For the past year, I've been half-assedly trying to write a novel. I know my characters (for the most part, at least – I'm sure they'll reveal more of themselves to me as time goes on), and I have a very vague, general sense of what happens and how my main character grows. I have 7,000+ words saved in a file named "DRAFT 5," and I think I might scrap 6,500 of them.
So I'm reworking some things, while also keeping in mind that, as Terry Pratchett says, "The first draft is just you telling yourself the story." I thought I might put together a master post of links and resources that I'm personally finding helpful in structuring a plot and "long-distance writing." Maybe this will inspire others to make progress (or get back to work) on their original story...
Resources for creating a compelling character
What do YOU want to see in YA? A 4-page long discussion on the NaNoWriMo forums.
Relationships that I Want to See More of in Fiction. Because love doesn't have to be the end-all fix for everything.
Boys I Want to See in YA. Resist the temptation to write a swoony bad boy!
Characters don't have to be likable. They just have to be compelling. Interesting advice from Courtney Summers.
What motivates your characters? Get inspired with these questions.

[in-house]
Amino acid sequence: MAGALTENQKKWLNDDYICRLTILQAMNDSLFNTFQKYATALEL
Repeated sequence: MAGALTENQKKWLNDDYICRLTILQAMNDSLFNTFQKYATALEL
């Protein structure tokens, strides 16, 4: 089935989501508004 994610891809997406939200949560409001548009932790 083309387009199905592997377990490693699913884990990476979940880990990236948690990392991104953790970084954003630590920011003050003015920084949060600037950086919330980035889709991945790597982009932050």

Character Flaws. All characters need 'em. Here's a short list of ideas.
Resources for developing a well-crafted story
Outlining Your Novel (with some useful links, including a 30-min exercise from Alicia Rasley).
Seven Extremely Good Reasons to Write the Ending First. Know where you're going!
Tips for writing a good ending. More advice from Amanda Patterson.
Major Writing Errors: How to Fix Them. Avoid happy beginnings, stories without fear, and loaded dialogue.
10 Storytelling Elements. For those of us who can't remember what a story actually and technically is.
Camp NaNoWriMo: How to Make Sure Your Plot is Compelling. Advice from Drusilla Campbell.
What to do when you've lost your motivation. First, don't feel bad. Next, figure out why you've lost your muse.
I have characters but no plot! A selection of helpful links to build out your plot.
Besides forcing myself to be more thoughtful about what makes for a good book, one of the reasons I started this blog was so that I could interact with other writers and learn how to strengthen my own writing skills. It's encouraging to know that the things I struggle with are fairly prevalent and that there is never just one right answer when it comes to writing. We all seem to be in this universal exploration of words and characters and places and themes, trying to figure out how to craft something that hits home.